Upon entering the Helen Hayes Theatre to see “What the Constitution Means to Me”, I was met with a wall of white cis male faces symbolically relegating anyone falling outside of these parameters as an inherent outlier. Fortunately, this was not my experience walking into the 92Y to hear Heidi Schreck and Harvard professor Laurence Tribe discuss Schreck’s play as well as our nation’s complicated relationship with the titular document.
Heidi Schreck is a playwright, performer, and screenwriter. Her play, “What the Constitution Means to Me” is a Tony and Pulitzer nominated gut punch of a comedy. Schreck’s play tackles the lack of inclusion in the Constitution by way of her own inherited family trauma. As the play continues, the audience is faced with the sobering realities of operating as a minority in any capacity within the confines of the united states. If you can afford the ticket, I highly recommend attending a performance. Schreck’s play is funny, poignant, at times sobering, and so relevant right now that I’d genuinely argue there’s a moral obligation to make her play as accessible as possible.
Laurence H. Tribe has one of the most intimidating resumes I have ever encountered. He is the Carl M. Loeb University Professor and Professor of Constitutional Law at Harvard. Tribe has written over 115 articles and books, his most recent endeavor being “To End a Presidency: The Power of Impeachment”. In 2010 he was appointed by President Obama (who used to be Tribe’s TA) as the Senior Counselor for Access to Justice. He’s on Twitter, and the moderator for this talkback, Dahlia Lithwick as well as myself suggest you follow him.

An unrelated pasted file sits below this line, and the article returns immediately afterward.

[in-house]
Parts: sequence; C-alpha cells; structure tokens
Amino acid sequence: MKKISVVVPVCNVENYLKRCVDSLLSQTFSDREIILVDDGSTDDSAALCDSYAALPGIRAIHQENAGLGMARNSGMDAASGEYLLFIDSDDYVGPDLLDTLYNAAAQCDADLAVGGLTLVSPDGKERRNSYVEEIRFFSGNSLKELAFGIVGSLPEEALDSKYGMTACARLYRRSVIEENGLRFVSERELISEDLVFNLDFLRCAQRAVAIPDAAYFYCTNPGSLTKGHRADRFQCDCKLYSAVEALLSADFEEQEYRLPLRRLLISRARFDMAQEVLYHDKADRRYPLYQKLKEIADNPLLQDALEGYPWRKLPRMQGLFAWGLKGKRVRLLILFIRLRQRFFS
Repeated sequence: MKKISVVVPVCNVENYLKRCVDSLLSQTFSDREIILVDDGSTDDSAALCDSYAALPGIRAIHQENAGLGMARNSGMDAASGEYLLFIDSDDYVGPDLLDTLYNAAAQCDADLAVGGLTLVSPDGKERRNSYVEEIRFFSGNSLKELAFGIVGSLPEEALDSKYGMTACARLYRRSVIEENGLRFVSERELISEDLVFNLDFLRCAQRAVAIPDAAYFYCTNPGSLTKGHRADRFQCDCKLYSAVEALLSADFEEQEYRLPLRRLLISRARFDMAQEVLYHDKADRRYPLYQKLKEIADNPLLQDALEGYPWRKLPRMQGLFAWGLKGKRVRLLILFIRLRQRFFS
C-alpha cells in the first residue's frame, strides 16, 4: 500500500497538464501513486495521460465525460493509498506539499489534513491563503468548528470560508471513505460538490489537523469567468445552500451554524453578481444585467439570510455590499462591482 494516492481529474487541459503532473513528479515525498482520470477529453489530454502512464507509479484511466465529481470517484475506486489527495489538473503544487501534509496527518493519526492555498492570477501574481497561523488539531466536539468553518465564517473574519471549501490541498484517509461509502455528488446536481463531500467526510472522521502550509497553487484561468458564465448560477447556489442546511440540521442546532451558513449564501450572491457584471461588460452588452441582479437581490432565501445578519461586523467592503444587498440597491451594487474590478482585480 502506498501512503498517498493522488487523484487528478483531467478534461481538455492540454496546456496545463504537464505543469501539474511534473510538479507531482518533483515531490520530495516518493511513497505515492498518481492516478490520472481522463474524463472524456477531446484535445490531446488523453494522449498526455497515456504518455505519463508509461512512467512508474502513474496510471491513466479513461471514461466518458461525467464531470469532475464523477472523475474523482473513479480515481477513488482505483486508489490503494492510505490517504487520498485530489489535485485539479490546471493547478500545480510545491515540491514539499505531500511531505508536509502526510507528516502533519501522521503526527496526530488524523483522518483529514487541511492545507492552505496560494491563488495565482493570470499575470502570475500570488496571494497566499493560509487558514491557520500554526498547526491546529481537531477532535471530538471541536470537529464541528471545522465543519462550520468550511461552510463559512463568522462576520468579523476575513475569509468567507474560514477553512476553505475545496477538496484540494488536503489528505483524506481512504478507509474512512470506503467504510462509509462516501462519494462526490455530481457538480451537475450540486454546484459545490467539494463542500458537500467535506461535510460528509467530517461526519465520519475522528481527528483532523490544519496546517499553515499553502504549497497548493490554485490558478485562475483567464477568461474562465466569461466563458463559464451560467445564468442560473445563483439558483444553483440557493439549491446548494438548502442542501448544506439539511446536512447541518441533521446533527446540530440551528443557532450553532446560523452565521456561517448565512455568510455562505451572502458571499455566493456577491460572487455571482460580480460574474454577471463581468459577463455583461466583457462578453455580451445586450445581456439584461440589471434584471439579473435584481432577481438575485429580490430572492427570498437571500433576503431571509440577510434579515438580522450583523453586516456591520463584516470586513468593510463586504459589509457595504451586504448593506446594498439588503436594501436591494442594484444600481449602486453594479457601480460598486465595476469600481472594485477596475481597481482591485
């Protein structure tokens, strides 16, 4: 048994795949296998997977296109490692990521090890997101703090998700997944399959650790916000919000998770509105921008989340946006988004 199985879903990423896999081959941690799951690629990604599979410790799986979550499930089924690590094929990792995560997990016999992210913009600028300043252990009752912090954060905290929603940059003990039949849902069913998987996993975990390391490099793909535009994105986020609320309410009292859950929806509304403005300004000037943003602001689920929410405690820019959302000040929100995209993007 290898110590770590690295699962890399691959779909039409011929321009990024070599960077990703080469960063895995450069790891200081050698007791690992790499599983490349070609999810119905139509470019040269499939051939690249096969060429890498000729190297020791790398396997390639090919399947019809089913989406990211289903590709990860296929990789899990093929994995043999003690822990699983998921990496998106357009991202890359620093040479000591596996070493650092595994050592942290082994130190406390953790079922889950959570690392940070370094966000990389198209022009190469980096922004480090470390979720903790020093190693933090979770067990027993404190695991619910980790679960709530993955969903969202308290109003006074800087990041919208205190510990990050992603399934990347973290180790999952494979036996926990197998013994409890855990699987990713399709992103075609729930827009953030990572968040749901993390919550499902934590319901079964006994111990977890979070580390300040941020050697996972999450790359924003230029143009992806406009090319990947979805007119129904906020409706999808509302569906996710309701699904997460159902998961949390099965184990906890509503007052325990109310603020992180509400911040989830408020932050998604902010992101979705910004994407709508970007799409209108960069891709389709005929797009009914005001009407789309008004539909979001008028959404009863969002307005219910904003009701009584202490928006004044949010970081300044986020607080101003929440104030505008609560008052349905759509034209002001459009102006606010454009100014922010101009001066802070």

Despite their wildly different backgrounds and careers, Tribe and Schreck were brought together for this discussion because, as our moderator Dahlia Lithwick is quick to point out, “Everything interesting about the play and about what you (Tribe) intersects at the constitution” (Dahlia Lithwick). When asked about their relationship to the document itself, Tribe described the constitution as “A blueprint brought to life by those who support it.” He went on to say “The trouble is that the Constitution Means different things to different people.”
Heidi Schreck’s response was a bit more complex. “What the Constitution Means to Me” concludes with a literal debate reminiscent of the ones from her childhood, the topic being “Should we keep or abolish the constitution?”. At the performance I saw Schreck debated for abolish. Schreck said that as far as her relationship to the constitution goes, it changes depending on what she argued that day. I’d imagine debating the same question from different points of view for the length of a Broadway run would endear you to both sides of the argument. In her words “The text doesn’t change the experience is more vivid depending on the news of the day.” Schreck describes her work as more of an investigation of the document’s relevance rather than a critique.